Welcome to TaxBlawg, a resource for news and analysis of current legal issues facing tax practitioners. Although blawg.com identifies nearly 1,400 active “blawgs,” including 20+ blawgs related to taxation and estate planning, the needs of tax professionals have received surprisingly little attention. The Wall Street Journal's Tax Blog gives “tips and advice for filers,” and Paul Caron’s legendary TaxProf Blog is an excellent clearinghouse for academic and policy-oriented news. Yet, tax practitioners still lack a dedicated resource to call their own. For those intrepid souls, we offer TaxBlawg, a forum of tax talk for tax pros.
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Anyone who has been through an IRS examination knows that the principal focus is often on the Taxpayer’s "records," and whether they are complete and accurate. If they are not, a victim runs the risk that the IRS will propose additional tax liabilities with respect to expenses that are not proven to the satisfaction of the IRS auditor, that various receipts which may come from inactive sources are treated as income, that a 20% negligence penalty will be applied on top of the tax, and that the IRS auditor will deliver to the taxpayer an "inadequate records notice." It is important for a business to know exactly where it has been, as well as where it is, and those reasons alone should be enough to warrant keeping complete and accurate records, but the possibility of IRS adverse action offers several more.
Given this IRS’ fixation on the quality of taxpayer's records, how good do you think the IRS' own records of its activities are? Would you assume that they are every bit as good as they expect a taxpayer's records to be? The answer is "not exactly."
In November, 2010, the General Accounting Office issued a report relative to its "financial audit" of IRS fiscal years 2009 and 2010. The GAO is an arm of Congress and, much like TIGTA (discussed in a prior article), periodically audits the IRS. Here's what the GAO had to say:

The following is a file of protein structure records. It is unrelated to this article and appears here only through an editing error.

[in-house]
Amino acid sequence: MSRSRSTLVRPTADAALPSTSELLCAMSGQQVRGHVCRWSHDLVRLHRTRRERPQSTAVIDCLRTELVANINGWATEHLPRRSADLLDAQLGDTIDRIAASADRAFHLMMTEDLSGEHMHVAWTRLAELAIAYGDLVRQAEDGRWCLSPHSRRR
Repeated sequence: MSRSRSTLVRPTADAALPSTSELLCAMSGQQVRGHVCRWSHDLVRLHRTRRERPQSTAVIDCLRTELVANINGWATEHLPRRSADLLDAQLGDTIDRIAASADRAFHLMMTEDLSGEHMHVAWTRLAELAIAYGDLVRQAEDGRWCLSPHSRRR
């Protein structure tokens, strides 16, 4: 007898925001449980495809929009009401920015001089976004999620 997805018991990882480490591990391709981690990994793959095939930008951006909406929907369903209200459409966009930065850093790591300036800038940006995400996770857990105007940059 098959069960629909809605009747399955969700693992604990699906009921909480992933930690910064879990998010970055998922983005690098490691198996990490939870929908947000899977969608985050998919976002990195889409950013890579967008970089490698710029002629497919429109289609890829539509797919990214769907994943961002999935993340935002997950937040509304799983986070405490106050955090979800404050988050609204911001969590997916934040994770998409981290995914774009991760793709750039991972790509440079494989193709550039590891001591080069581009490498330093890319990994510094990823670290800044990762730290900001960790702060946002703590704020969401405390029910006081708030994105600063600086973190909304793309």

"In GAO's opinion, IRS' fiscal years is 2010 and 2009 financial statements are fairly represented in all material respects. However, serious internal control and financial management systems deficiencies continued to make it necessary for IRS to use resource-intensive compensating processes to prepare its balance sheet. Because of these and other deficiencies, IRS did not, in GAO's opinion, maintain effective internal control over financial reporting as of September 30, 2010, and thus did not provide reasonable assurance that losses and misstatements material to the financial statements would be prevented or detected and corrected timely.
In particular, the GAO cited the following "deficiencies": Material weaknesses in the internal control over unpaid tax assessments and information security; non-compliance with the law concerning the timely release of tax liens; and financial management system's substantial non-compliance with the requirements of the Federal Financial Management Improvement Act of 1996. GAO went on to note that the IRS continues to rely on financial management systems that "do not substantially comply with FFMIA requirements, affecting the IRS ability to produce reliable financial statements and to make well-informed decisions.”
If you were a taxpayer and audited by the IRS, you can only imagine what problems you might face if your own accounting system had comparable discrepancies. What sanctions do you think the IRS faces as a result of them?